Opinion: West Hollywood Lacks Safe Restrooms for Transgender People

This year, on my birthday, I got accosted while trying to use a public restroom in a West Hollywood bar. As a transgender man, this is not the first time this has happened to me.

I love living in a LGBTQ+ friendly community, but I often find myself wondering if WeHo is starting to forget about the “T” part of the acronym as I continue to face discrimination within our lovely city. I’ve been attacked and refused service by a bartender at one of West Hollywood’s most popular gay bars and given discriminatory health care, and this was not my first time being attacked or feeling unsafe using the restroom. After I started to “pass” as male a few years ago, I stopped being afraid when it came to using public restrooms, yet over the past several months I’ve noticed that fear growing inside me once again. These days it seems I can’t use a public restroom without my heart pounding and anxiety resurfacing.

Fiesta Cantina
Fiesta Cantina

This year my birthday fell on a Monday, and I was looking forward to being able to celebrate on a mellow weekday instead of fighting the crowds on the weekend. My friend and I decided to end our evening at Fiesta Cantina, which is where the bathroom attack took place. Fiesta Cantina only has gender neutral restrooms, with one door not being able to be closed (clearly meant for cisgender men who just need to pee) and one single stall restroom that locks; obviously, as a transgender man, the only bathroom I am comfortable using is the bathroom where the door closes and locks. After entering the bathroom, it was only seconds before a group of women began pounding on the door, demanding that I leave so that they can have access to the restroom. The door was locked, I was already using the toilet, and I didn’t think too much of it until their boyfriends also began pounding on the door. In a matter of minutes, I went from feeling mildly nervous to full-blown anxious. I knew that this group of people was going to be waiting for me on the other side of the locked door, and I couldn’t stay in the restroom forever. I texted my friend from the safety of the bathroom, letting them know what was going on because I knew as soon as I opened the door there was a chance that I would be in danger.

Chase Hall

When I opened the door, I was met with a barricade of women and men who began verbally attacking me, not willing to let me through until they were finished with their tirade, which included a slew of homophobic slurs and threatening me with violence. Several employees witnessed the attack but allowed it to continue and did nothing. On a busy weekend night, I could see them not having time to get security or do anything to help, however, on a slow Monday evening? Whether intentional or not, a message was sent to me loud and clear: Transgender people are neither safe nor welcome here.

West Hollywood needs to do better when it comes to the safety of transgender people using public restrooms. Fiesta Cantina isn’t the only place with an unsafe restroom situation; last time I was at Beaches I noticed that neither of the restroom doors locked, meaning that there was no way to safely and privately use the restroom. What would happen to me if someone walked in on me while I was using a restroom like this? How would things have gone if this was the restroom situation Monday night at Fiesta Cantina? Would I be attacked, or at the very least forced to explain my body to someone that I didn’t want to give that private information to? What about transgender people who live much less openly than I do? The lack of safe restrooms makes me feel like a second-class citizen on a good day, while feeling entirely unwelcome on a bad day. I’m beginning to wonder if I need to plan times to go home to use the restroom while out trying to enjoy time with friends, and the fact that this is something that I sincerely feel forced to consider makes me feel like I am less human and highlights the fact that I have fewer rights than cisgender people. When I tell people that I am from a farm town in North Carolina, they are often horrified and want to hear all of the tragic stories of hate and ask about the infamous bathroom bill, but I face just as much discrimination and have the same lack of public restroom safety in West Hollywood as I did in North Carolina.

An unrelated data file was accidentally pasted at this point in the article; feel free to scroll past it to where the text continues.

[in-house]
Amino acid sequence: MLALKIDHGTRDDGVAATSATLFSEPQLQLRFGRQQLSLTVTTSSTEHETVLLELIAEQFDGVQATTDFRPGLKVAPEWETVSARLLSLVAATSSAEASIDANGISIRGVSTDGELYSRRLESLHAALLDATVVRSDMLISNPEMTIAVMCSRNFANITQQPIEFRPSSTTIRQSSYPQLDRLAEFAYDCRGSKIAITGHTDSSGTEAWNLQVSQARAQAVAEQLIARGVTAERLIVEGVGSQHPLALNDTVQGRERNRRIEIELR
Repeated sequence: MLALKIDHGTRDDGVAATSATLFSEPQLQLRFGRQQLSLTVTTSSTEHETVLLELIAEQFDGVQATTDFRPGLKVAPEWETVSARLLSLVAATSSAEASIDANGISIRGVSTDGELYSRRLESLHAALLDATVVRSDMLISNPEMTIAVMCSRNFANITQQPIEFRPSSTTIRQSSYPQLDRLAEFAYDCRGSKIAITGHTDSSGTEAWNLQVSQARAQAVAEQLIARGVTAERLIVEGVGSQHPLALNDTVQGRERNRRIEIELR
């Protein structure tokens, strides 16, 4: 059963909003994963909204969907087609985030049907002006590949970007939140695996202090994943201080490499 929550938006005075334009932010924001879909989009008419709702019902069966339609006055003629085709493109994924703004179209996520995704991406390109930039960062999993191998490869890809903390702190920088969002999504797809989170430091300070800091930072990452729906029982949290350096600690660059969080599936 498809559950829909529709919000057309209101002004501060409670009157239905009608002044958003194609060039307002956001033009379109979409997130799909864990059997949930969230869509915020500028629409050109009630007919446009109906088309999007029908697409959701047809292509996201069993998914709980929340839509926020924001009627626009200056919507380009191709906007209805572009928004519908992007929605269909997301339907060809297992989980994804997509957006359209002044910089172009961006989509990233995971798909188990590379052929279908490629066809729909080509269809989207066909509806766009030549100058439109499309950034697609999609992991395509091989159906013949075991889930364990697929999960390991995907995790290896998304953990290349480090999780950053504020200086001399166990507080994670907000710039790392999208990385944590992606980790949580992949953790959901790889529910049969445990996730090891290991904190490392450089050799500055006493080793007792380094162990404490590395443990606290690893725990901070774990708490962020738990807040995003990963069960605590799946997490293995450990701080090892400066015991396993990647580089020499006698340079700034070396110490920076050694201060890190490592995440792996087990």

As we continue to fight for the safety and protection of all transgender people, and the LGBTQ+ community as a whole, I ask that the allies within the community step up. Transgender people risk outing themselves while asking if a space is safe for them to use, so will often suffer silently. You can help by accompanying your transgender friends to the restroom or scoping out the restroom situation for them so that you can let them know if they can safely and comfortably use the facilities.


14 Comments
  1. You do have my sympathy but I think it has more to do with others setting a bad bathroom precedent. Many times when people are desperate to get in there for nature’s call… they stand in line for what seems like forever to see a couple casually stroll out because they were in there doing drugs or having sex.

    When you need to get in there anybody not vacating fast enough causes a problem.
    Unfortunately others using the bathroom for other activities has made people restless.
    My guess is the doors that don’t lock are set up that way to discourage abusive behavior. Good luck!

  2. Welcome to life. You can’t isolate yourself from it, so make your boundaries clear and use your intuition and you’ll be fine. Most building owners don’t have the resources or space to build 10 bathrooms to appease every type of person who feels threatened.

    (Opinion) And I’m sorry but the transgender push is dangerous. It’s a fear of your own gender, or an unconscious need for attention, and changing sex is dangerous for it promotes the use of dangerous life-long cancerous pharmaceuticals and risky surgeries. I support people’s decision but I’m grateful they didn’t have this push when I was a teen or I wouldn’t have had my physical anatomy in tact which I’m very grateful for now. I was simply very confused and insecure about everything, not just gender and sexuality.